The Douglas County Fair and Rodeo’s 4-H competitions can be seen as an exercise in contrasts. Take, for example, the dedication, patience and …
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The Douglas County Fair and Rodeo’s 4-H competitions can be seen
as an exercise in contrasts.
Take, for example, the dedication, patience and wealth of
knowledge on display as the 4-H participants proudly show off their
animals inside the ring at the pavilion. Then compare that with the
sometimes dimwitted and less-than-cooperative livestock that are
paraded around the ring.
Jesse Lautenbach, 13, of Sedalia, is quick to admit that the
intelligence level of her lambs is questionable at best. On
Thursday, she showed “Dumb,” a black ewe that placed 4th in the
class 5 market lamb show. Dumb’s companion is, of course,
Lambs are known to bleat throughout the competition and fight
the constant stance corrections and “bracing” by their owners.
Showing the lambs requires a calm demeanor and patience, as the
animals do not respond to vocal commands.
“You have to love it,” said Lautenbach, who shows rabbits, dogs,
poultry and lambs with 4-H. She says the Douglas County Fair and
Rodeo is her “highlight of the year;” she has been showing animals
for six years.
Similarly, Ian McKee, 12, of Franktown, looks forward to the
event each year. He showed his gold-laced Wyandotte chicken,
Alaska, in the 4-H poultry competition. After the show, he spoke
about ways to calm chickens so they cooperate when the judges are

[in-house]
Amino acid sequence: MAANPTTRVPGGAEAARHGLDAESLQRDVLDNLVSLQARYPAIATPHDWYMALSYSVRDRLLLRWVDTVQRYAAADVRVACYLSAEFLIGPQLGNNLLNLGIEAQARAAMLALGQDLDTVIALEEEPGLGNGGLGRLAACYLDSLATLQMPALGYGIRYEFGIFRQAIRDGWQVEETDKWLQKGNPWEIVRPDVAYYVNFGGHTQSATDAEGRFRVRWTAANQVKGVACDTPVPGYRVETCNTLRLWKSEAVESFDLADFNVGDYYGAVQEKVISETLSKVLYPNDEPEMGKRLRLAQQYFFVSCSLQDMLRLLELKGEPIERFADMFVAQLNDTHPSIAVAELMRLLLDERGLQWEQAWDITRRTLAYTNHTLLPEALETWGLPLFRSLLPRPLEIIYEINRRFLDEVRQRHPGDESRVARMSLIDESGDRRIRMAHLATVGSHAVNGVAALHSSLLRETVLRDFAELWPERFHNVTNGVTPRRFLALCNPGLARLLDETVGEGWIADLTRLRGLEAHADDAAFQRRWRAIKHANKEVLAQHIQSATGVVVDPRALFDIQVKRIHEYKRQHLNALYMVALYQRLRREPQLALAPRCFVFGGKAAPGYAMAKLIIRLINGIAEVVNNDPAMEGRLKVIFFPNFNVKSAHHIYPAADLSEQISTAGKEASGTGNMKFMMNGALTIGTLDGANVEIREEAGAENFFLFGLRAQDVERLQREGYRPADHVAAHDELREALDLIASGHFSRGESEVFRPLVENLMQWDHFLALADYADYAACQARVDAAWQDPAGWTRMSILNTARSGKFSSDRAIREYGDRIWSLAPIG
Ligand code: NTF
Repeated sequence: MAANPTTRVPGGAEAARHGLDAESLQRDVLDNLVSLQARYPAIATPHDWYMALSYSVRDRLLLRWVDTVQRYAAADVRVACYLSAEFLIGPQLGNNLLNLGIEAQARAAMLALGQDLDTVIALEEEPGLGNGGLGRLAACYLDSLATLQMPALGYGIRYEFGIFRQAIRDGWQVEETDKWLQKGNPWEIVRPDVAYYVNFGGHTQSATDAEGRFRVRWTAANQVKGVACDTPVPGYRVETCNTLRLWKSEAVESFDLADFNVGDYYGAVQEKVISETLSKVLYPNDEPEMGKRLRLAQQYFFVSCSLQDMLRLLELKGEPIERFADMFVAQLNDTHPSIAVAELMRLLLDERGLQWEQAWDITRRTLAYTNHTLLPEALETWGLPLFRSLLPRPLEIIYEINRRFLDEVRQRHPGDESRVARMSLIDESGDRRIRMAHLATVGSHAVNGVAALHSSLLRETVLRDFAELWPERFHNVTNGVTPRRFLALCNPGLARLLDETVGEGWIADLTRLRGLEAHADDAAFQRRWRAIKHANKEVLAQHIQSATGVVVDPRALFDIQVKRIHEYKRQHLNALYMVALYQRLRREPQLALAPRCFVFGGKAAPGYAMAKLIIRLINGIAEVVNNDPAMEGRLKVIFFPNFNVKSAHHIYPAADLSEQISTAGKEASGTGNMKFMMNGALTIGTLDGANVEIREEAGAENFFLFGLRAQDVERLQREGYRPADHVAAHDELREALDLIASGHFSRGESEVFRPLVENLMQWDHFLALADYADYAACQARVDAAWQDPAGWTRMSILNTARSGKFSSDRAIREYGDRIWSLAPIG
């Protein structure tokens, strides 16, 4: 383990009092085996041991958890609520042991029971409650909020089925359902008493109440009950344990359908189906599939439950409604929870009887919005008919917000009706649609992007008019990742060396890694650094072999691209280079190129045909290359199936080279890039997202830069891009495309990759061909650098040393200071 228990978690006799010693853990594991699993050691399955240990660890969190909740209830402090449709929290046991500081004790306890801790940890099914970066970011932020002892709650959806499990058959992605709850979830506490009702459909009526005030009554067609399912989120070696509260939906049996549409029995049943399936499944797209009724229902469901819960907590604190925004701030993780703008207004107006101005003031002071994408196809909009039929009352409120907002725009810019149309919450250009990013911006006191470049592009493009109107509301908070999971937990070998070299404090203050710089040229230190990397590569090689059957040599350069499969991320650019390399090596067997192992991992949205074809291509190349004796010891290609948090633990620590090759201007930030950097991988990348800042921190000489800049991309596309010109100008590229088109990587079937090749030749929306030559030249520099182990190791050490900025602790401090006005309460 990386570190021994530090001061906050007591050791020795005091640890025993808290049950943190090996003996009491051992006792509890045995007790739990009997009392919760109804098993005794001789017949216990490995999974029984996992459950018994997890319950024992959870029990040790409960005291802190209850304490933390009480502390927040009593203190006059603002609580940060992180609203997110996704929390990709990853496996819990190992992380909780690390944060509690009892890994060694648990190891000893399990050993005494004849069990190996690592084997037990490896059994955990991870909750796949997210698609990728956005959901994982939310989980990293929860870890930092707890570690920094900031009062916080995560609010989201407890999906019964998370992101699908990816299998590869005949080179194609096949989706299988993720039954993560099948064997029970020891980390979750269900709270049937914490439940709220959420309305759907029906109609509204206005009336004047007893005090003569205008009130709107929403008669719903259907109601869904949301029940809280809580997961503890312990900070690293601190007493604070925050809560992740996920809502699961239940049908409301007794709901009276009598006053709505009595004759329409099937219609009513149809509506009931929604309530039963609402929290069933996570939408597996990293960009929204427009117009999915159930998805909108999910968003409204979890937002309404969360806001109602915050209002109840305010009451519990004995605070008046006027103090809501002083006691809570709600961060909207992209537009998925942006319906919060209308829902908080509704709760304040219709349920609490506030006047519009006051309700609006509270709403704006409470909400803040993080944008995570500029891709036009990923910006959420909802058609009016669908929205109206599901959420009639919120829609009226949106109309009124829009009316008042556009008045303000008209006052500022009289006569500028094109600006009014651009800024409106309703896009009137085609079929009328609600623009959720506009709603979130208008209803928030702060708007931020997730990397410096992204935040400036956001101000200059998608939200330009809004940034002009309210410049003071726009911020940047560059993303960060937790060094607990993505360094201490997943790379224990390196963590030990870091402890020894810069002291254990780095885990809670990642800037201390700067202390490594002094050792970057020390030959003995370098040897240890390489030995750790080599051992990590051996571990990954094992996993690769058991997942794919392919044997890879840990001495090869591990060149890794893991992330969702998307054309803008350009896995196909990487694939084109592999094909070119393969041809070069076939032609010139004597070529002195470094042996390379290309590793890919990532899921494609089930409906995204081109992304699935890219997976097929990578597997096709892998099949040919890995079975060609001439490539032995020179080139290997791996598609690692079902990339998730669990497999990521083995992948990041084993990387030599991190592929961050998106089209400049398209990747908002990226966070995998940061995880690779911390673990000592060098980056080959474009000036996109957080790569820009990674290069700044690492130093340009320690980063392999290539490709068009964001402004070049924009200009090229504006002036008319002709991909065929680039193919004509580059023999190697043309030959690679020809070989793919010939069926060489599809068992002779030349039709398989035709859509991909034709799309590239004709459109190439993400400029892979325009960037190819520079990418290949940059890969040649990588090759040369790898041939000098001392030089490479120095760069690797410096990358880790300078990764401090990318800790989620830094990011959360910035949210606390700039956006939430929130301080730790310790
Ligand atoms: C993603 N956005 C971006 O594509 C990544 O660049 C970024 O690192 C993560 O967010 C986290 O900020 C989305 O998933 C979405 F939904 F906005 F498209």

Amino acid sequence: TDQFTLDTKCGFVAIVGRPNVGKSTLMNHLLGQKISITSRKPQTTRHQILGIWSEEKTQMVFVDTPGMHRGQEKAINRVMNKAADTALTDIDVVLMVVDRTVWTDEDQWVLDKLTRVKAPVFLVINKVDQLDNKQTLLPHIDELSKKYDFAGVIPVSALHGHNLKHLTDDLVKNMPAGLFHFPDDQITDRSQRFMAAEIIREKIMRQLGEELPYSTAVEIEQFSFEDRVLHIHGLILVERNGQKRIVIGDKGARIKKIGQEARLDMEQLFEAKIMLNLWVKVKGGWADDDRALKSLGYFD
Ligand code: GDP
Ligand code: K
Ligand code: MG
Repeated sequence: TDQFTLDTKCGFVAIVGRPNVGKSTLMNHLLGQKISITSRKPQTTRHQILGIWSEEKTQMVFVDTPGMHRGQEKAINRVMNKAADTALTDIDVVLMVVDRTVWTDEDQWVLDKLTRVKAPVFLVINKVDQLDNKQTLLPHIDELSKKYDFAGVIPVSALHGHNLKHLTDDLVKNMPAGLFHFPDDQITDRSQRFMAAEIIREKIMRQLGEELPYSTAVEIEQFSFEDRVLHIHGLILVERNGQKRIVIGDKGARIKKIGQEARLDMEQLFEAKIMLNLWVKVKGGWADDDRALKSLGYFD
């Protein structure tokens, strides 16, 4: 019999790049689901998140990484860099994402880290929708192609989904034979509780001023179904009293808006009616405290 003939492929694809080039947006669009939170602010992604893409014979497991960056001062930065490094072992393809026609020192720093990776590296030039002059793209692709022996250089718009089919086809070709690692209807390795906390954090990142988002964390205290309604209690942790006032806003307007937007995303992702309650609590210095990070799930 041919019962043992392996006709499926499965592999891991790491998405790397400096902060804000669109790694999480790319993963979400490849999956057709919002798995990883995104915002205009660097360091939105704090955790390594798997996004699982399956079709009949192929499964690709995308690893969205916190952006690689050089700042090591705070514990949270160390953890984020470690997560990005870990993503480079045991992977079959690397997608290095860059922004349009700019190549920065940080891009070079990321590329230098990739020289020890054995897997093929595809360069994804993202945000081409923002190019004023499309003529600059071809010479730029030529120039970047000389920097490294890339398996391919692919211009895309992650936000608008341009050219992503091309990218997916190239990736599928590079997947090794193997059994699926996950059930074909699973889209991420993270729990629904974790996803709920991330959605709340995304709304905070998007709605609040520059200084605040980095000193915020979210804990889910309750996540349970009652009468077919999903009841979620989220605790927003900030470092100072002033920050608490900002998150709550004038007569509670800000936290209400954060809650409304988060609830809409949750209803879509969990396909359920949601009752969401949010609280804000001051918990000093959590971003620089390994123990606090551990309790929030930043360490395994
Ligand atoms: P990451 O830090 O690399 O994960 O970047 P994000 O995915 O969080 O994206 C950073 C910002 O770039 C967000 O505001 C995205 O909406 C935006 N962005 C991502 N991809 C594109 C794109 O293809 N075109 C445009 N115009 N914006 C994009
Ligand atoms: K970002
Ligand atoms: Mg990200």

carefully eyeing them.
“You stroke their back and their waddle,” he said, as his
sister, Heather, 10, showed her entry in the barn.
Their mother, Stephanie McKee, whispered a few last-second words
of advice in Heather’s ear before she entered the ring. She
reminded her daughter to enunciate, especially because her
chicken’s breed is the hard-to-pronounce speckled Sussex, and
reminded her about poise because “it’s all about presentation.”
The 4-H competitions are serious business. Taking the time to
prepare is key to having a good show and walking away with a
top-three ribbon. Stephanie McKee calls this a “crazy busy” time of
year for her and what she calls a “big chicken club,” a group of
4-H mothers who have become good friends over the years.
Not everyone is there as a 4-H competitor. Blane Allen, 5, of
Larkspur, sported his finest cowboy gear as he cheered on his
brother. Blane is waiting his turn for the spotlight. He is a
participant in the mutton busting competition during the rodeo.
When his father, Scot, is asked what advice he gives his son before
he enters the ring, he says. “Just hang on.”
The parting of ways is an inevitable part of 4-H. The kids sell
off their animals after the shows, and sometimes the good-byes can
be difficult. Lautenbach remembers bawling after selling her first
lamb, but she now prepares herself for the separation.
Ian McKee said he is usually glad to get rid of his meat pen
poultry entrants at the end because they tend to be “mean” and
4-H is all about having fun and gaining experience. The kids learn
a sense of responsibility throughout the preparatory period,
Stephanie McKee said, and pride when they give their best in the
Lautenbach actually enjoys the chance to be scrutinized by a 4-H
judge. Emily Horvath, the judge in the market lamb contests,
measured up every detail, including chest depth, length and muscle
tone. She offered a critique of each lamb, but consistently ended
by highlighting the positive attributes of each lamb.
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